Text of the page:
"The diversion can't compete with the wind right now," said Garret Graves, the governor's adviser on coastal issues.

With the government and BP running out of options, Salazar said he asked other companies across the oil and gas industry "to bring their global expertise to the situation to make sure that no idea worth pursuing is not pursued."

BP likewise sought ideas from some of its rivals and planned to use at least one of them Friday - applying chemicals underwater to break up the oil before it reaches the surface. That has never been attempted before at such depths.

More than 1,900 people, some 300 vessels and dozens of aircraft took part in the effort to contain the slick, Homeland Security Secretary Janet Napolitano said. The Pentagon authorized two massive Air Force C-130 Hercules cargo planes to join civilian craft that have been dumping tens of thousands of gallons of oil-dispersing chemicals.

An animal rescue operation at Fort Jackson, about 70 miles southeast of New Orleans, had its first patient Friday, a bird covered in thick, black oil. The bird, a young northern gannett found offshore, is normally white with a yellow head.

Across the state line in Gulfport, Miss., scientists, veterinarians and researchers at the Institute for Marine Mammal Studies worked frantically to prepare for the possible arrival of hundreds of oily sea mammals. The institute has surgery and exam rooms, eight large pools, and X-ray and ulatrasound equipment.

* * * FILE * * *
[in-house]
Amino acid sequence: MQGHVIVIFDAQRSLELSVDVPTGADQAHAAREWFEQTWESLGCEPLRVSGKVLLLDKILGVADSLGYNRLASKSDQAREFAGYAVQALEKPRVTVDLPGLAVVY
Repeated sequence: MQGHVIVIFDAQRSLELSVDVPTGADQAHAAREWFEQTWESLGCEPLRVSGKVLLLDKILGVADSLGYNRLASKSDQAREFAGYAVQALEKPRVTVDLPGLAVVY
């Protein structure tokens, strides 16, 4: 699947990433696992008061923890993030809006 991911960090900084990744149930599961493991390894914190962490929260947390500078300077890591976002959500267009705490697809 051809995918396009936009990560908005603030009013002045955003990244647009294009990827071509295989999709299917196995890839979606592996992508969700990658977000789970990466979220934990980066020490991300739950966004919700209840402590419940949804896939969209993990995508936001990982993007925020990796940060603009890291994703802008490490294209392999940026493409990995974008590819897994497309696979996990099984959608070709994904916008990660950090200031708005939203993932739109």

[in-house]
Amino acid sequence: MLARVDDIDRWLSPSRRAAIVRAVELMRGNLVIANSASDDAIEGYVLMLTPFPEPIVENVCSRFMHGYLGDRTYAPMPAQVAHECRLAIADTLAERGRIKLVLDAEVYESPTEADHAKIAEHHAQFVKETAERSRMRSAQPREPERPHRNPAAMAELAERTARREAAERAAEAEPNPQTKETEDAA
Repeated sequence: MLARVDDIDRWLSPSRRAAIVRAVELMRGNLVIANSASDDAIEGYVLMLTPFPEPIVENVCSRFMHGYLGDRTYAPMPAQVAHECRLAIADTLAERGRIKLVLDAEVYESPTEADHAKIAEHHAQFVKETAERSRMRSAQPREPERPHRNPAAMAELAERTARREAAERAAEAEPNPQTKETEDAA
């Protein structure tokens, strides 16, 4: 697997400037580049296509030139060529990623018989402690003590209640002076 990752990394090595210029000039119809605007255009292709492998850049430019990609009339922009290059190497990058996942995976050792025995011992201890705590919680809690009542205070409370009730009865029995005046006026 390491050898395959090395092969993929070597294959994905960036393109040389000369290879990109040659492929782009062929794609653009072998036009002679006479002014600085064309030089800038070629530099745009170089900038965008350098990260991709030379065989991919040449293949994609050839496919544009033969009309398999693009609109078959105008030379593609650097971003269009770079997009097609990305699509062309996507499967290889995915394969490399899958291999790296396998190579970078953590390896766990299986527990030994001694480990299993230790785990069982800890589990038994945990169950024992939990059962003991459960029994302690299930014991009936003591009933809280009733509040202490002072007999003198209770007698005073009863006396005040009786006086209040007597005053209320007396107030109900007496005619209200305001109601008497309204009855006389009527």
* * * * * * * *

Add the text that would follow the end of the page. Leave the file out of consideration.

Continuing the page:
Dr. Moby Solangi, the nonprofit center's director, said this is birthing season for the roughly 5,000 dolphins along the Mississippi and Louisiana coasts.

"It's very bad timing," he said. "We're looking at a colossal tragedy."

Ten sites that the American Bird Conservancy considers globally important bird areas are directly in the path of the oil slick, the group said.

"This spill spells disaster for birds in this region and beyond," said ABC President George Fenwick. "It is ironic that next weekend is International Migratory Bird Day. At a time when we should be celebrating the beauty and wonder of migratory birds, we could be mourning the worst environmental disaster in recent U.S. history."

Volunteers converged on the coast to offer help.

Valerie Gonsoulin, a 51-year-old kayaker from Lafayette who wore an "America's Wetlands" hat, said she hoped to help spread containment booms.

"I go out in the marshes three times a week. It's my peace and serenity," she said. "I'm horrified. I've been sitting here watching that NASA image grow, and it grows. I knew it would hit every place I fish and love."

Along a canal in St. Bernard Parish, Hal Cyprian tied string on a piece of chicken, tossed it into the water and quickly pulled out a half-dozen crabs. He planned to cook them up as a Mother's Day treat for his wife.

"If the oil comes, then the crabs are through," he said. "That's why I come today."

President Obama, who recently announced plans to open large swaths of the U.S. coast to offshore oil exploration, ordered Salazar to report within 30 days on what new technology is needed to tighten safeguards against spills from deepwater drilling.

"Let me be clear: I continue to believe that domestic oil production is an important part of our overall strategy for energy security," Obama said. "But I've always said that it must be done responsibly for the safety of our workers and our environment."

-- Associated Press

Photo: Oil booms that were placed in preparation of the looming oil spill from last week's collapse and oil spill from the Deepwater Horizon oil rig are strewn along the shoreline by choppy seas in Port Eads, La. on Thursday, April 29, 2010. The high winds continued on Friday. Credit: AP Photo/Gerald Herbert